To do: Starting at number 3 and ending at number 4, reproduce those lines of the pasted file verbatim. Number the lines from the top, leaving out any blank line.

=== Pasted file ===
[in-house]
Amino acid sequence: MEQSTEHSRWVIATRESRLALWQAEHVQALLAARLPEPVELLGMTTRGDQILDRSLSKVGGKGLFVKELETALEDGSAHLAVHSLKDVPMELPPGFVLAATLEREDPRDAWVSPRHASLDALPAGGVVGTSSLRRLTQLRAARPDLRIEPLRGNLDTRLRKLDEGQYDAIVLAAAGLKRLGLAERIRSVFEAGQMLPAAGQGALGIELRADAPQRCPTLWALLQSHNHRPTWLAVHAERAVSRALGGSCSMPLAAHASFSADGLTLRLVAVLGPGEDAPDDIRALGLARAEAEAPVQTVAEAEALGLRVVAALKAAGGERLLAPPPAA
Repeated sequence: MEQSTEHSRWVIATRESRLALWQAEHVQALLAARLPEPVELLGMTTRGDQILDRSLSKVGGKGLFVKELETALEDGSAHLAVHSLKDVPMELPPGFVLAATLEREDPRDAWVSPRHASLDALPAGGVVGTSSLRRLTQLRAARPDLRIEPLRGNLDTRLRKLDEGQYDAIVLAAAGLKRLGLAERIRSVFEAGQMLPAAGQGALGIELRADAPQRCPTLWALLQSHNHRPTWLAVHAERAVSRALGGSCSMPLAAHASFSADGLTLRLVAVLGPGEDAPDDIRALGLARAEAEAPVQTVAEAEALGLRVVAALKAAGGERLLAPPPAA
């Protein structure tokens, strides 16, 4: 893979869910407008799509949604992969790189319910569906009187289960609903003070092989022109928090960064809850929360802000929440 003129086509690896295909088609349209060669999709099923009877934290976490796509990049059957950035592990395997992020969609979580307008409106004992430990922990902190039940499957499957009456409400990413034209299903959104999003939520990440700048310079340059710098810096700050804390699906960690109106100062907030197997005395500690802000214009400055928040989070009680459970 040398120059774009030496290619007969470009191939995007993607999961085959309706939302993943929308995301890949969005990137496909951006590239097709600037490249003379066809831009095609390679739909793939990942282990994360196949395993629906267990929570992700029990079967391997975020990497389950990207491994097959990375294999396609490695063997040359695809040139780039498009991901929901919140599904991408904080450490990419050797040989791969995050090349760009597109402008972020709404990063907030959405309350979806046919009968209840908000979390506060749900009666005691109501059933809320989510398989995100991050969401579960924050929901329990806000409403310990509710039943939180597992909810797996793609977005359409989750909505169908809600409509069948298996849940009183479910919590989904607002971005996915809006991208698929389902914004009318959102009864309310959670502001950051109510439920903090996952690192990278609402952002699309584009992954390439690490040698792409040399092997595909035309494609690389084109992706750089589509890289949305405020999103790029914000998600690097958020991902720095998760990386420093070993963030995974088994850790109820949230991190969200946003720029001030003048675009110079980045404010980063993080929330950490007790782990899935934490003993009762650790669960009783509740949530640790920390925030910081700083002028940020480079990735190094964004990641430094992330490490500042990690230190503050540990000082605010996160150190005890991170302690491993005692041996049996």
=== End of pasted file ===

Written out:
Repeated sequence: MEQSTEHSRWVIATRESRLALWQAEHVQALLAARLPEPVELLGMTTRGDQILDRSLSKVGGKGLFVKELETALEDGSAHLAVHSLKDVPMELPPGFVLAATLEREDPRDAWVSPRHASLDALPAGGVVGTSSLRRLTQLRAARPDLRIEPLRGNLDTRLRKLDEGQYDAIVLAAAGLKRLGLAERIRSVFEAGQMLPAAGQGALGIELRADAPQRCPTLWALLQSHNHRPTWLAVHAERAVSRALGGSCSMPLAAHASFSADGLTLRLVAVLGPGEDAPDDIRALGLARAEAEAPVQTVAEAEALGLRVVAALKAAGGERLLAPPPAA
């Protein structure tokens, strides 16, 4: 893979869910407008799509949604992969790189319910569906009187289960609903003070092989022109928090960064809850929360802000929440 003129086509690896295909088609349209060669999709099923009877934290976490796509990049059957950035592990395997992020969609979580307008409106004992430990922990902190039940499957499957009456409400990413034209299903959104999003939520990440700048310079340059710098810096700050804390699906960690109106100062907030197997005395500690802000214009400055928040989070009680459970 040398120059774009030496290619007969470009191939995007993607999961085959309706939302993943929308995301890949969005990137496909951006590239097709600037490249003379066809831009095609390679739909793939990942282990994360196949395993629906267990929570992700029990079967391997975020990497389950990207491994097959990375294999396609490695063997040359695809040139780039498009991901929901919140599904991408904080450490990419050797040989791969995050090349760009597109402008972020709404990063907030959405309350979806046919009968209840908000979390506060749900009666005691109501059933809320989510398989995100991050969401579960924050929901329990806000409403310990509710039943939180597992909810797996793609977005359409989750909505169908809600409509069948298996849940009183479910919590989904607002971005996915809006991208698929389902914004009318959102009864309310959670502001950051109510439920903090996952690192990278609402952002699309584009992954390439690490040698792409040399092997595909035309494609690389084109992706750089589509890289949305405020999103790029914000998600690097958020991902720095998760990386420093070993963030995974088994850790109820949230991190969200946003720029001030003048675009110079980045404010980063993080929330950490007790782990899935934490003993009762650790669960009783509740949530640790920390925030910081700083002028940020480079990735190094964004990641430094992330490490500042990690230190503050540990000082605010996160150190005890991170302690491993005692041996049996």